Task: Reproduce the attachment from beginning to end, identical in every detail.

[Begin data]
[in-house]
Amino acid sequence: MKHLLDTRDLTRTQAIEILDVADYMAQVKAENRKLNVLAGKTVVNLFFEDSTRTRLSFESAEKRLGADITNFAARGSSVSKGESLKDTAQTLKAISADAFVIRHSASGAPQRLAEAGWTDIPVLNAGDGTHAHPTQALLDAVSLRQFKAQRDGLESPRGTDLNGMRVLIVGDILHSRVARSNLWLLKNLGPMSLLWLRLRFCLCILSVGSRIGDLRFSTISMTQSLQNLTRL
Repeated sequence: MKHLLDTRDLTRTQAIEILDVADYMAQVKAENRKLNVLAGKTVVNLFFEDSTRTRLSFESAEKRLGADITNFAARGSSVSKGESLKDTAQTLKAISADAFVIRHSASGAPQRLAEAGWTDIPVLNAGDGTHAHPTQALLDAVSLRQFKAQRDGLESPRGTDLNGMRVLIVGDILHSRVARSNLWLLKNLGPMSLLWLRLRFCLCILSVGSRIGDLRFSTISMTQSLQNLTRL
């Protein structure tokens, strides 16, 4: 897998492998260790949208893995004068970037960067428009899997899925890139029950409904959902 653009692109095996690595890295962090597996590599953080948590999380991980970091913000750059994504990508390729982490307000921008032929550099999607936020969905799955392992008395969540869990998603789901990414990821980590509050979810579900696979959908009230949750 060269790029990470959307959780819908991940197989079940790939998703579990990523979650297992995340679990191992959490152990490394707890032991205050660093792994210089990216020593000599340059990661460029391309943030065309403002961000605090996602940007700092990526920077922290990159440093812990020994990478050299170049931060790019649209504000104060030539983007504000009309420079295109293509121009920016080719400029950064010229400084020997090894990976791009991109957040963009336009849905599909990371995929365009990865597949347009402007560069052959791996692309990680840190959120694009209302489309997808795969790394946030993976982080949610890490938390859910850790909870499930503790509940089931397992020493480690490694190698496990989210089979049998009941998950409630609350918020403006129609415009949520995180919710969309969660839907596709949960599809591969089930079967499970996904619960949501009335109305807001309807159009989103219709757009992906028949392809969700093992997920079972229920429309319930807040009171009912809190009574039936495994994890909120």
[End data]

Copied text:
[in-house]
Amino acid sequence: MKHLLDTRDLTRTQAIEILDVADYMAQVKAENRKLNVLAGKTVVNLFFEDSTRTRLSFESAEKRLGADITNFAARGSSVSKGESLKDTAQTLKAISADAFVIRHSASGAPQRLAEAGWTDIPVLNAGDGTHAHPTQALLDAVSLRQFKAQRDGLESPRGTDLNGMRVLIVGDILHSRVARSNLWLLKNLGPMSLLWLRLRFCLCILSVGSRIGDLRFSTISMTQSLQNLTRL
Repeated sequence: MKHLLDTRDLTRTQAIEILDVADYMAQVKAENRKLNVLAGKTVVNLFFEDSTRTRLSFESAEKRLGADITNFAARGSSVSKGESLKDTAQTLKAISADAFVIRHSASGAPQRLAEAGWTDIPVLNAGDGTHAHPTQALLDAVSLRQFKAQRDGLESPRGTDLNGMRVLIVGDILHSRVARSNLWLLKNLGPMSLLWLRLRFCLCILSVGSRIGDLRFSTISMTQSLQNLTRL
């Protein structure tokens, strides 16, 4: 897998492998260790949208893995004068970037960067428009899997899925890139029950409904959902 653009692109095996690595890295962090597996590599953080948590999380991980970091913000750059994504990508390729982490307000921008032929550099999607936020969905799955392992008395969540869990998603789901990414990821980590509050979810579900696979959908009230949750 060269790029990470959307959780819908991940197989079940790939998703579990990523979650297992995340679990191992959490152990490394707890032991205050660093792994210089990216020593000599340059990661460029391309943030065309403002961000605090996602940007700092990526920077922290990159440093812990020994990478050299170049931060790019649209504000104060030539983007504000009309420079295109293509121009920016080719400029950064010229400084020997090894990976791009991109957040963009336009849905599909990371995929365009990865597949347009402007560069052959791996692309990680840190959120694009209302489309997808795969790394946030993976982080949610890490938390859910850790909870499930503790509940089931397992020493480690490694190698496990989210089979049998009941998950409630609350918020403006129609415009949520995180919710969309969660839907596709949960599809591969089930079967499970996904619960949501009335109305807001309807159009989103219709757009992906028949392809969700093992997920079972229920429309319930807040009171009912809190009574039936495994994890909120």